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According to Miami, it really is on us — because no one else has stepped up.

The following reflects the majority opinion of the editorial board.

Last week, Miami University sophomore Conor Phlegar tweeted that Chanel Miller, the woman sexually assaulted by Brock Turner at Stanford in 2015, was raped as a consequence of being drunk. After he deleted the tweets, he wrote that he stood by what he said and hoped what he said resulted in individuals expanding their views on rape. 

Miami's administration responded by tweeting that Phlegar’s views did not align with the University’s Code of Love and Honor, and that victim-blaming has no place on Miami’s campus. The tweet was followed with resources on what to do if you or someone you know has been assaulted. 

Miami is correct: victim-blaming shouldn’t have a place on Miami’s campus. And, yet, it clearly does when we know there are so many students like Phlegar on this campus. 

Miami is once again hiding behind the Love and Honor brand rather than implementing real, authoritative action. 

In reality, the Code of Love and Honor holds virtually no significance to the student body as it isn’t actually enforced in any measurable way. The code does not shield our community from views like Phlegar’s, nor does it do anything to help change them. They’re just empty words that are convenient to throw around at convocation or a PR opportunity. Few students can even recite it, and the ones that can most likely work for the university in some capacity.

So, using those words as a way to deflect responsibility for the culture fostered on campus is disappointing and disingenuous.

Phlegar’s words were reprehensible. Someone’s gotta say it.

It’s shameful that Miami didn’t take the opportunity to say that under no circumstance is sexual assault the victim’s fault. That the responsibility lies solely on the perpetrator of the assault, and that you should never assault another person — regardless of how drunk they were, what they were wearing, where they were, ad infinitum. 

But Miami is scared to take an actual stance, and instead chooses to hide behind benign language and a hollow code. 

We at The Miami Student believe we must recognize that a culture of victim-blaming exists at Miami. We also believe that, if the university isn’t going to take strong action against it, it’s up to the students to take responsibility for the culture that has been perpetuated on this campus.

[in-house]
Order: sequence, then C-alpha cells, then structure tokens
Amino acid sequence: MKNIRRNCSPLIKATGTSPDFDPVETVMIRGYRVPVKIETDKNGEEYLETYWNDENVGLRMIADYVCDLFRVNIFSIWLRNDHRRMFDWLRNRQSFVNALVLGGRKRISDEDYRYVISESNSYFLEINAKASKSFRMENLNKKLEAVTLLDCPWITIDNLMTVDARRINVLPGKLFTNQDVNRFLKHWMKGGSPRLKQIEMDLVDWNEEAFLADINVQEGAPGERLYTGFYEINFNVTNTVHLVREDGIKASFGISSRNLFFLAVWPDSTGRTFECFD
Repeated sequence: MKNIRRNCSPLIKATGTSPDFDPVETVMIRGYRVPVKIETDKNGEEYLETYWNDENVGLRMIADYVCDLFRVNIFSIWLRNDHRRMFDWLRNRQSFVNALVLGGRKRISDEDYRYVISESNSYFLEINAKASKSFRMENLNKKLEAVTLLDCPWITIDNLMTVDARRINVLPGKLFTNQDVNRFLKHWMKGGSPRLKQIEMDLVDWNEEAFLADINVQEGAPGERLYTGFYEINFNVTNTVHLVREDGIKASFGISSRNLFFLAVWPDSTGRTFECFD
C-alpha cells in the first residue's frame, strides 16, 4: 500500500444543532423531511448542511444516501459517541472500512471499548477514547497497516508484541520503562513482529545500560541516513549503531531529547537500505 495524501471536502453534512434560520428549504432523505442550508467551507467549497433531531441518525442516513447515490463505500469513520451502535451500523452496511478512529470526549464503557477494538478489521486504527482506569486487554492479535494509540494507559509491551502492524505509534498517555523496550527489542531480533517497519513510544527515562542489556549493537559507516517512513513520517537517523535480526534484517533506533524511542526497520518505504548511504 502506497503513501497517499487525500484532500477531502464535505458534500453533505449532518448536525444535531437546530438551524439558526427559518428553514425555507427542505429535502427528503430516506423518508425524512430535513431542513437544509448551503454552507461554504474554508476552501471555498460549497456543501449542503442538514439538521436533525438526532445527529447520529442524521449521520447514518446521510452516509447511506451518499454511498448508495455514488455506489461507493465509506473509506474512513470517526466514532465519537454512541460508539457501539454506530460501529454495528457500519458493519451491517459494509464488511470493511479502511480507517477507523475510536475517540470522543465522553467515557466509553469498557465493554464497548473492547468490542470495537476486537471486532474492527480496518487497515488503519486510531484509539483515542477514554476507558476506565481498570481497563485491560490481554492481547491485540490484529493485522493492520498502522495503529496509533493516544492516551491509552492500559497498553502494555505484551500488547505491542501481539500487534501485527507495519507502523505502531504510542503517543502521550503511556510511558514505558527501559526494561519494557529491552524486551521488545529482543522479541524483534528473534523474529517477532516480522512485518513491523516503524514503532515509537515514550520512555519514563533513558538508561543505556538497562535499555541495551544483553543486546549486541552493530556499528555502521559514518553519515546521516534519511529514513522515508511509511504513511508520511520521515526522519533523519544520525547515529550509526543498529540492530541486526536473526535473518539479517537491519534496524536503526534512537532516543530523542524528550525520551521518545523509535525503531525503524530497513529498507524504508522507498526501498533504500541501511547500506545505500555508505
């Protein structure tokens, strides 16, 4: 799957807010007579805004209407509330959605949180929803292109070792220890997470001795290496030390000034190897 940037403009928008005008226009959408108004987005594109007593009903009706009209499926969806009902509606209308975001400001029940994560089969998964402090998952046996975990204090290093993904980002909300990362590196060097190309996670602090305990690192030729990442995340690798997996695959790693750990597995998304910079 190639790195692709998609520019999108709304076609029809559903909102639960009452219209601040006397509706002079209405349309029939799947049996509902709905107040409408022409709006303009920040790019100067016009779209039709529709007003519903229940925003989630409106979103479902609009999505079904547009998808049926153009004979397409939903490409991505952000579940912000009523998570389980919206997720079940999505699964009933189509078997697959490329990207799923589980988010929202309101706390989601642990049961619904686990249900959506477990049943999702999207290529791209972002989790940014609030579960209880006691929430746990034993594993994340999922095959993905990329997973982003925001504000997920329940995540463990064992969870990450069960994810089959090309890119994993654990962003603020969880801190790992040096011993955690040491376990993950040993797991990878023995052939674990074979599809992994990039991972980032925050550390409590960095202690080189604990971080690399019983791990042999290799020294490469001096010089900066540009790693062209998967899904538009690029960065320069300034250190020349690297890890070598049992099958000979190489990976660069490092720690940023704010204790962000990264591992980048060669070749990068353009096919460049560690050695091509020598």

Our campus — and our nation — always defaults to telling women how to defend themselves from being assaulted. 

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Women are told to never walk alone, never drink too much, or inevitably someone may take advantage of them. They take off their heels at night because they want to be able to run from an attacker if needed. They carry keys between their fingers, always tell a friend where they are late at night and try their best never to walk home alone.

Women are doing everything they can to not be sexually assaulted, so stop telling them to do more. The fact is, sexual assault should not be the expected default. We should instead be telling our peers to respect each other and not assault others. 

To imply that someone is in charge of preventing their own sexual assault allows for a culture that looks to blame a survivor when there’s a perpetrator walking free from consequence and blame.  

Thirteen sexual assaults were reported at Miami in the first month of school. Statistically, three out of every four sexual assaults are unreported. We are committing an injustice to our peers who have survived sexual assault by allowing Phlegar’s beliefs to be shared without addressing the gravity of his words. 

Comments like Phlegar’s serve as a reminder of how harmful a lack of empathy can be, and that a victim-blaming mentality can exist within people close to us, whether it be a classmate, acquaintance or a friend. 

It forces us to ask ourselves: are we holding our friends and peers accountable? Are we reacting to comments that perpetuate a culture of victim-blaming by educating ourselves and those around us of the negative impact those sentiments can have on our community?  

Miami responded in a way that protected their own image.

And while our staff understands that freedom of speech prevents disciplinary action from being taken against Phlegar, we also believe merely separating the university from the problem is far from enough. 

Without engaging, educating and holding members of our community accountable, the problem does not go away. It remains ever-present and perpetuates the pain of those who have survived assault. 

This was better exemplified by the individuals who engaged with Phlegar and explained why what he said was problematic. Equally as encouraging were the individuals who called the university’s attention to Phlegar, and then let Miami know that their response was not satisfactory. 

We believe it’s time for our student body to take our campus culture into our own hands, because it’s not coming from the top down anytime soon.  

We cannot tolerate those who blame survivors for their assaults. 

We must demonstrate Love and Honor by supporting and caring for our fellow Miamians by empathizing with those who feel fearful or unsafe. 

We must act through our words and deeds in ways that reflect these values and beliefs, and call things as we see them. 

After all, it’s what the Code of Love and Honor actually calls for. 


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